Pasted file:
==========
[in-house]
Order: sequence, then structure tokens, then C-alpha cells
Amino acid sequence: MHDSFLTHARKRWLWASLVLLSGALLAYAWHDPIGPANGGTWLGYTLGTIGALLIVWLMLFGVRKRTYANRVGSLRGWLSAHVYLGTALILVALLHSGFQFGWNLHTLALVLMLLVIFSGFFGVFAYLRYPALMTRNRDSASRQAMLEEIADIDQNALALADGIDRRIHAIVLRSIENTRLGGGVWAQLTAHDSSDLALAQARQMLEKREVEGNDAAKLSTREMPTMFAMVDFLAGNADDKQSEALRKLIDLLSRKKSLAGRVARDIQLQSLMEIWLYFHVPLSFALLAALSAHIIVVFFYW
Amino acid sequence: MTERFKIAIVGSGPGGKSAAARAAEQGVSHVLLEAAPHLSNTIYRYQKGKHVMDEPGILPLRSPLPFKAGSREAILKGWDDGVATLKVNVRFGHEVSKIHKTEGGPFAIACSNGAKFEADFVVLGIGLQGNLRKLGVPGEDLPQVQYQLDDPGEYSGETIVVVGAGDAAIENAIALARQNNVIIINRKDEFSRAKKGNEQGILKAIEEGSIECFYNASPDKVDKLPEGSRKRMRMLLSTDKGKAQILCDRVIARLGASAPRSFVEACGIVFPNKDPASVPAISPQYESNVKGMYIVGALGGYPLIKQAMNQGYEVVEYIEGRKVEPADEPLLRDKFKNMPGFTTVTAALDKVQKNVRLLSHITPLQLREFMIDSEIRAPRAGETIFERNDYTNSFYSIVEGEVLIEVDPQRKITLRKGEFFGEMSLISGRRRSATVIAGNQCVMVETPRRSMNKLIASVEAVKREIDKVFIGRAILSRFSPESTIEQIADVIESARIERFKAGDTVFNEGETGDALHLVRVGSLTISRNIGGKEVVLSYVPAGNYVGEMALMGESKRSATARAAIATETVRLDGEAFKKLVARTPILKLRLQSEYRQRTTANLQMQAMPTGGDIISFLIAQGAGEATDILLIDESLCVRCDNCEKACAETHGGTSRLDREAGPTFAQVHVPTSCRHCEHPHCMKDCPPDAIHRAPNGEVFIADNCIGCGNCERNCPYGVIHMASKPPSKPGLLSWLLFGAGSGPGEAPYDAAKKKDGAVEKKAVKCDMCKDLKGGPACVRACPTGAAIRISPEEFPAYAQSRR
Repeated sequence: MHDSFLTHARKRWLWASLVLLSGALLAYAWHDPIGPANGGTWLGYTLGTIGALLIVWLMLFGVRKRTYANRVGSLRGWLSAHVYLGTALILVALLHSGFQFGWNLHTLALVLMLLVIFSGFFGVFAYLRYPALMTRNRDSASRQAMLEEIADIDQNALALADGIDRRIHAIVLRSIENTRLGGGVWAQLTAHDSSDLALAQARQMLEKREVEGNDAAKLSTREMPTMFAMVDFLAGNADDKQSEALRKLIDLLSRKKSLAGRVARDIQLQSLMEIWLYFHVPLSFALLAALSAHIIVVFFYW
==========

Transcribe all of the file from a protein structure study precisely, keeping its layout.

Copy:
[in-house]
Order: sequence, then structure tokens, then C-alpha cells
Amino acid sequence: MHDSFLTHARKRWLWASLVLLSGALLAYAWHDPIGPANGGTWLGYTLGTIGALLIVWLMLFGVRKRTYANRVGSLRGWLSAHVYLGTALILVALLHSGFQFGWNLHTLALVLMLLVIFSGFFGVFAYLRYPALMTRNRDSASRQAMLEEIADIDQNALALADGIDRRIHAIVLRSIENTRLGGGVWAQLTAHDSSDLALAQARQMLEKREVEGNDAAKLSTREMPTMFAMVDFLAGNADDKQSEALRKLIDLLSRKKSLAGRVARDIQLQSLMEIWLYFHVPLSFALLAALSAHIIVVFFYW
Amino acid sequence: MTERFKIAIVGSGPGGKSAAARAAEQGVSHVLLEAAPHLSNTIYRYQKGKHVMDEPGILPLRSPLPFKAGSREAILKGWDDGVATLKVNVRFGHEVSKIHKTEGGPFAIACSNGAKFEADFVVLGIGLQGNLRKLGVPGEDLPQVQYQLDDPGEYSGETIVVVGAGDAAIENAIALARQNNVIIINRKDEFSRAKKGNEQGILKAIEEGSIECFYNASPDKVDKLPEGSRKRMRMLLSTDKGKAQILCDRVIARLGASAPRSFVEACGIVFPNKDPASVPAISPQYESNVKGMYIVGALGGYPLIKQAMNQGYEVVEYIEGRKVEPADEPLLRDKFKNMPGFTTVTAALDKVQKNVRLLSHITPLQLREFMIDSEIRAPRAGETIFERNDYTNSFYSIVEGEVLIEVDPQRKITLRKGEFFGEMSLISGRRRSATVIAGNQCVMVETPRRSMNKLIASVEAVKREIDKVFIGRAILSRFSPESTIEQIADVIESARIERFKAGDTVFNEGETGDALHLVRVGSLTISRNIGGKEVVLSYVPAGNYVGEMALMGESKRSATARAAIATETVRLDGEAFKKLVARTPILKLRLQSEYRQRTTANLQMQAMPTGGDIISFLIAQGAGEATDILLIDESLCVRCDNCEKACAETHGGTSRLDREAGPTFAQVHVPTSCRHCEHPHCMKDCPPDAIHRAPNGEVFIADNCIGCGNCERNCPYGVIHMASKPPSKPGLLSWLLFGAGSGPGEAPYDAAKKKDGAVEKKAVKCDMCKDLKGGPACVRACPTGAAIRISPEEFPAYAQSRR
Repeated sequence: MHDSFLTHARKRWLWASLVLLSGALLAYAWHDPIGPANGGTWLGYTLGTIGALLIVWLMLFGVRKRTYANRVGSLRGWLSAHVYLGTALILVALLHSGFQFGWNLHTLALVLMLLVIFSGFFGVFAYLRYPALMTRNRDSASRQAMLEEIADIDQNALALADGIDRRIHAIVLRSIENTRLGGGVWAQLTAHDSSDLALAQARQMLEKREVEGNDAAKLSTREMPTMFAMVDFLAGNADDKQSEALRKLIDLLSRKKSLAGRVARDIQLQSLMEIWLYFHVPLSFALLAALSAHIIVVFFYW